Alison Stuebe, MD, MSc, is a professor and Division Director for Maternal-Fetal Medicine in the Department of Obstetrics and Gynecology at the University of North Carolina (UNC) at Chapel Hill and the co-director of the Collaborative for Maternal and Infant Health. Kristin Tully, PhD, is a research assistant professor in the Department of Obstetrics and Gynecology at UNC Chapel Hill and a member of the Collaborative for Maternal and Infant Health.

D'Angelo JD, Lund S, Busch RA, et al. Surgery. 2021;170(2):440-445.
This study evaluated the type and effectiveness of resident and faculty coping strategies following an intraoperative error and the interaction with physician gender. Results show that while men and women surgeons experience adverse events at approximately the same rate, the coping methods utilized and effectiveness of the methods varied.
Grailey K, Leon-Villapalos C, Murray E, et al. BMJ Open. 2021;11(8):e046699.
Psychological safety enables staff to raise concerns, reduce mistakes and learn from errors. The majority of surveyed intensive care unit staff in three units within one trust in London reported feeling psychologically safe within their teams (e.g. being able to bring up problems). In a novel finding, this study identified potential negative consequences of psychological safety, including distraction and fatigue for team leaders.

Ellis NT, Broaddus A. CNN. August 25, 2021. 

Maternal safety is an ongoing challenge worldwide. This news feature examines how the COVID pandemic has revealed disparities and implicit biases that impact the maternal care of black women. The stories shared highlight experiences of mothers with preventable pregnancy-related complications.

Ensuring maternal safety is a patient safety priority. This library reflects a curated selection of PSNet content focused on improving maternal safety. Included resources explore strategies with the potential to improve maternal care delivery and outcomes, such as high reliability, care standardization, teamwork, unit-based safety initiatives, and trigger tools.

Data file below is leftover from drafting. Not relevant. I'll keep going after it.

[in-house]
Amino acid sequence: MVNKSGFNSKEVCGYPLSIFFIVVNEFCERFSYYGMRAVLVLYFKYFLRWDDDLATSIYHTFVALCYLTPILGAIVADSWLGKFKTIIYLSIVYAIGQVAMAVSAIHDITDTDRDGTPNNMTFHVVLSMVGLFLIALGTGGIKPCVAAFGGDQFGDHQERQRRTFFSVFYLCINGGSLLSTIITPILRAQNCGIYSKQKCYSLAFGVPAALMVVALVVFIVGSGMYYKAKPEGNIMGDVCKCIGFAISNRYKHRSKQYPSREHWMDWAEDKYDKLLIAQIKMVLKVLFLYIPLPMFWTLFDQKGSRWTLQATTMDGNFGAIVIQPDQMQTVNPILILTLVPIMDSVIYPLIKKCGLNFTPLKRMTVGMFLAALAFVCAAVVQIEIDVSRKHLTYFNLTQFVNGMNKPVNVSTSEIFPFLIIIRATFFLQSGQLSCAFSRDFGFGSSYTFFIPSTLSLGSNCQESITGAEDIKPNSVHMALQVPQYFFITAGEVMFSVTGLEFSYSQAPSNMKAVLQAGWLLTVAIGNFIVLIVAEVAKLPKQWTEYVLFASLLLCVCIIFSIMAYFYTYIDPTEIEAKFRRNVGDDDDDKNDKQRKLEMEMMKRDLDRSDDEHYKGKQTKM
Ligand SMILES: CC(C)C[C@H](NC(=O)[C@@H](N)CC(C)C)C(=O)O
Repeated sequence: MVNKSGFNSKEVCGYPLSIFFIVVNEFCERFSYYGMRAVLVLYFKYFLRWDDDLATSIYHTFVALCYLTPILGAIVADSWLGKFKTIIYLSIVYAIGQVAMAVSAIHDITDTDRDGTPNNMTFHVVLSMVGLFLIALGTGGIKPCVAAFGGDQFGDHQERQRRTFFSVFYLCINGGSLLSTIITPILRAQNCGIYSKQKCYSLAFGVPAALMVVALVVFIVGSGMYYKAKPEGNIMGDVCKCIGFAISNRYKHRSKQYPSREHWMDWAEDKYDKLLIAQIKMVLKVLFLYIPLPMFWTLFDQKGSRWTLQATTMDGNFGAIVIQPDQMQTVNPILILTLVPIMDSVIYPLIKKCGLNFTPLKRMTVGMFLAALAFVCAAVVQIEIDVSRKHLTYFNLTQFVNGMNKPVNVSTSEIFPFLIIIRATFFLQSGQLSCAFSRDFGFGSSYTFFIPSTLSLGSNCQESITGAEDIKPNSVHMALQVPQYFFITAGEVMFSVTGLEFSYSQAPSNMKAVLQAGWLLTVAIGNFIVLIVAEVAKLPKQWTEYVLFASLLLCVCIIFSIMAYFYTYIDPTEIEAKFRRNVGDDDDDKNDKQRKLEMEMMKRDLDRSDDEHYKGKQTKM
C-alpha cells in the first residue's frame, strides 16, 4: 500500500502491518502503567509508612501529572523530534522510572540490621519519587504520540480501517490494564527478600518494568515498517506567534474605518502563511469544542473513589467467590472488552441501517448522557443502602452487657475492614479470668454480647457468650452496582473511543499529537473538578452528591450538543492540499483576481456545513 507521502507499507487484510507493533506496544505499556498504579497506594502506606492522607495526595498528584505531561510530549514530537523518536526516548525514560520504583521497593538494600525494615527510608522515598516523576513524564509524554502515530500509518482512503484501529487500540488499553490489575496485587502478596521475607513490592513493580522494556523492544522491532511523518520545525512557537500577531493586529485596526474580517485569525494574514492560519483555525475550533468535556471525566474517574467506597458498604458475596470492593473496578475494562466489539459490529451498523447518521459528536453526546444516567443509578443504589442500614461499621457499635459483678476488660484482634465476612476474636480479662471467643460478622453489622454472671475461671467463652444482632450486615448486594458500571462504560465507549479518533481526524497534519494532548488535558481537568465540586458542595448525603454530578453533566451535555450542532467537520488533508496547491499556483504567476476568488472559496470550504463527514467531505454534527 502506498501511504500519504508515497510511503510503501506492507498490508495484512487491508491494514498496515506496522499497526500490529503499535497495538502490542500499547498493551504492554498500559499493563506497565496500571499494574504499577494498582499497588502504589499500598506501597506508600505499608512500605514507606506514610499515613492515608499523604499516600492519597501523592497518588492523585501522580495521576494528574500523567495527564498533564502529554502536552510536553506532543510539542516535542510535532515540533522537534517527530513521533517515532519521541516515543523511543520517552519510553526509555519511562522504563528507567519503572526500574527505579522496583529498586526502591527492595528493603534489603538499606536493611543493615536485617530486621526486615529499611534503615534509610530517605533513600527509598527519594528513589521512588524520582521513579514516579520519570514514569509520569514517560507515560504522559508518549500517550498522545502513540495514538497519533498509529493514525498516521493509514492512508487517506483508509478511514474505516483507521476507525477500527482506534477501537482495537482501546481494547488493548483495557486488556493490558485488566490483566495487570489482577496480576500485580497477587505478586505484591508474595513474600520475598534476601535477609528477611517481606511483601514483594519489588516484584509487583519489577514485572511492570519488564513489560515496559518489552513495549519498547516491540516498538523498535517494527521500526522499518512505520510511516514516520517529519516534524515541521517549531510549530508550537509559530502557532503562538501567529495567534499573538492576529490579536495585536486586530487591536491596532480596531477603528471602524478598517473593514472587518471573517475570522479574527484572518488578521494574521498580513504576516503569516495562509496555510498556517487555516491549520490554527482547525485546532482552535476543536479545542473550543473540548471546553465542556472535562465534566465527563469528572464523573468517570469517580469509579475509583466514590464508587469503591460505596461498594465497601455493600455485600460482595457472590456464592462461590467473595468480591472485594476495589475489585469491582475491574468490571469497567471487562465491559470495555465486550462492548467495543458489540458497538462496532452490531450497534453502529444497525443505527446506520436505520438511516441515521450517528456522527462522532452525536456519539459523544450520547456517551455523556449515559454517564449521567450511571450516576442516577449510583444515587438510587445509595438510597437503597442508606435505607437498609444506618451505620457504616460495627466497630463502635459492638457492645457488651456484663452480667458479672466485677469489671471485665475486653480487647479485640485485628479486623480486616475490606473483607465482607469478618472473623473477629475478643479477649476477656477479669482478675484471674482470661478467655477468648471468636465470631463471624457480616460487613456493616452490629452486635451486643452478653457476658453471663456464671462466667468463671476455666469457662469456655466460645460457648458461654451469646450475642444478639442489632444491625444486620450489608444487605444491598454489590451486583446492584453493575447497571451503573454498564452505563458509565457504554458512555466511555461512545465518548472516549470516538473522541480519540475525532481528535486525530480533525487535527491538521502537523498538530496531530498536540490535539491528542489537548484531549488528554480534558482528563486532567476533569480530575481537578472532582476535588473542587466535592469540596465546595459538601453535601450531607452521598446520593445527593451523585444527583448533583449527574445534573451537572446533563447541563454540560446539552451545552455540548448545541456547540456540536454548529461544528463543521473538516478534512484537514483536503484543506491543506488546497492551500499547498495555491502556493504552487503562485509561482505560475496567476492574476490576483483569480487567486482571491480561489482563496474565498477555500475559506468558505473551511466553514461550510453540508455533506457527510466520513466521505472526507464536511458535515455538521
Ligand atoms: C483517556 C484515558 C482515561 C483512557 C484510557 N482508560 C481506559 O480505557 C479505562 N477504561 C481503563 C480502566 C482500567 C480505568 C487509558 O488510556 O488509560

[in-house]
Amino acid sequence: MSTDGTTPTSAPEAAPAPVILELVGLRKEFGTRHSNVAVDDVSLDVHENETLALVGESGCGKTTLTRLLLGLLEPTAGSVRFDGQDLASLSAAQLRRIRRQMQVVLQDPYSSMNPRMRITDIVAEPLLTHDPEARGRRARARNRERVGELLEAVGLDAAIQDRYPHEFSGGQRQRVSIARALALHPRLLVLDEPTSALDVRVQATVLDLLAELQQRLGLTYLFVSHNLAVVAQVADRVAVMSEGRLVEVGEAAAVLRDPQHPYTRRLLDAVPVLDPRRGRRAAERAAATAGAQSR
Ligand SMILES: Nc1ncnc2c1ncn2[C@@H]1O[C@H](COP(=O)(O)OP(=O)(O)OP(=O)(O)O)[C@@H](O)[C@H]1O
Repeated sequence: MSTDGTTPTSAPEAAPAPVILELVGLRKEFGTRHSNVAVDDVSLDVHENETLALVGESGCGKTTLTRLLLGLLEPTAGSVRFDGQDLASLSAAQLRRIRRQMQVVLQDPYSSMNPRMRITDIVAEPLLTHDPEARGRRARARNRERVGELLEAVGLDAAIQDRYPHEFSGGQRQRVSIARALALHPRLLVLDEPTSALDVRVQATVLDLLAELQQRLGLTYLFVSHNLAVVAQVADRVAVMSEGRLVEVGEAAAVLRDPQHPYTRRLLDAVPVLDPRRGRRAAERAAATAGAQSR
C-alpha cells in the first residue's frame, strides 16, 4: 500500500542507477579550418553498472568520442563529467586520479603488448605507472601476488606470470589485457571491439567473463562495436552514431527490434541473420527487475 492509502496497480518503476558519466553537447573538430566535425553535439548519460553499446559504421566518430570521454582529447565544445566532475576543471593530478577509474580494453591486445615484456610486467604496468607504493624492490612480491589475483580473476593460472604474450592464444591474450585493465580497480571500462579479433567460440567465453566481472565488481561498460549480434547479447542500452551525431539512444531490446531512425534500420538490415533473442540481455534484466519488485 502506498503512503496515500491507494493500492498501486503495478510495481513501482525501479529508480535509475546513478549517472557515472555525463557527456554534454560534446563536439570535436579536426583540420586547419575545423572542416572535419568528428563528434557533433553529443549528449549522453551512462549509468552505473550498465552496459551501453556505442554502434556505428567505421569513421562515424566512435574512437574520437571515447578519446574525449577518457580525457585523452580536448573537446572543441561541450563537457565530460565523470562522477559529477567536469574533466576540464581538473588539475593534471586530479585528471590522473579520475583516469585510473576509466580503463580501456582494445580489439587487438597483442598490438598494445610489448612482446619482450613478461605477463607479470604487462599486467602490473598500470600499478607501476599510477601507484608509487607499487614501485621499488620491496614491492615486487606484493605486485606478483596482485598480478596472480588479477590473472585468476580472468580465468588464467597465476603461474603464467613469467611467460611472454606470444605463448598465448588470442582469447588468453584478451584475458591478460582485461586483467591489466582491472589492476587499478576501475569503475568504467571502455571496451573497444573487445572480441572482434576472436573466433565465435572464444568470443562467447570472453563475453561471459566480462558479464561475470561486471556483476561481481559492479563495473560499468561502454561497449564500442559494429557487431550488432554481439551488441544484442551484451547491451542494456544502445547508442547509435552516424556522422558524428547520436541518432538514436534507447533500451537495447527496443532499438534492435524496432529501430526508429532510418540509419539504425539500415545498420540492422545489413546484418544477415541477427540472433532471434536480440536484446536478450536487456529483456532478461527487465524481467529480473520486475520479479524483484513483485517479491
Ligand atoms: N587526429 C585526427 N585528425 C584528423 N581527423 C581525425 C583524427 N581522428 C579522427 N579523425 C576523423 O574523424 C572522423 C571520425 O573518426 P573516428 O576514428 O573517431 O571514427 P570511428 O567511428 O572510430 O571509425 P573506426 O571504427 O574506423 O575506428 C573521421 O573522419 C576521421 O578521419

Liese KL, Davis-Floyd R, Stewart K, et al. Anthropol Med. 2021;28(2):188-204.
This article draws on interviews and observations to explore medical iatrogenesis in obstetric care. The authors discuss how various factors – such as universal management plans, labor and delivery interventions, and informed consent – contribute to iatrogenic harm and worse perinatal outcomes for racial/ethnic minority patients.
Hackenberg EAM, Sallinen V, Handolin L, et al. J Interpers Violence. 2021;36(15-16):7832-7854.
Victims of intimate partner violence (IPV) may seek care at emergency departments. This study of self-reporting IPV victims found that while serious injuries were rare, many victims had suffered extreme violence and approximately half had risk factors for re-abuse. Fewer than 20% were referred to victim advocacy resources.
Allison MK, Marshall SA, Stewart G, et al. The Journal of Emergency Medicine. 2021;61(4):396-405.
Transgender and gender nonbinary (trans/NB) people can face discriminatory behaviors when accessing health care services. Trans/NB patients were interviewed about their experiences accessing care in emergency departments. Four themes were uncovered: 1) system and structural issues; 2) interactions with clinicians/staff; 3) perceptions of clinician knowledge and education; and 4) impact on future health and healthcare access. Recommendations for improvement were provided at the system and clinician level.
Diabes MA, Ervin JN, Davis BS, et al. Ann Am Thorac Soc. 2021;18(6):1027-1033.
A key feature of safety culture is the psychological safety of all staff to feel empowered to speak up about errors or mistakes. In this study of intensive care unit clinicians, job strain, leader inclusiveness and perception of teamwork were associated with psychological safety. However, psychological safety was not associated with performance of either spontaneous breathing trials or lung-protective ventilation. Future research should focus on strategies to improve psychological safety in intensive care units.
Kruper A, Domeyer-Klenske A, Treat R, et al. J Surg Educ. 2021;78(3):1024-1034.
Physicians commonly experience adverse psychological outcomes after being involved in an adverse event. This mixed-methods study of health care providers in the Department of Obstetrics & Gynecology at one large academic hospital found that three-quarters of providers experienced symptoms of traumatic stress after involvement in an adverse event. Respondents reporting anxiety were more likely to be interested in peer-to-peer support programs, whereas those reporting symptoms of guilt preferred debriefing sessions.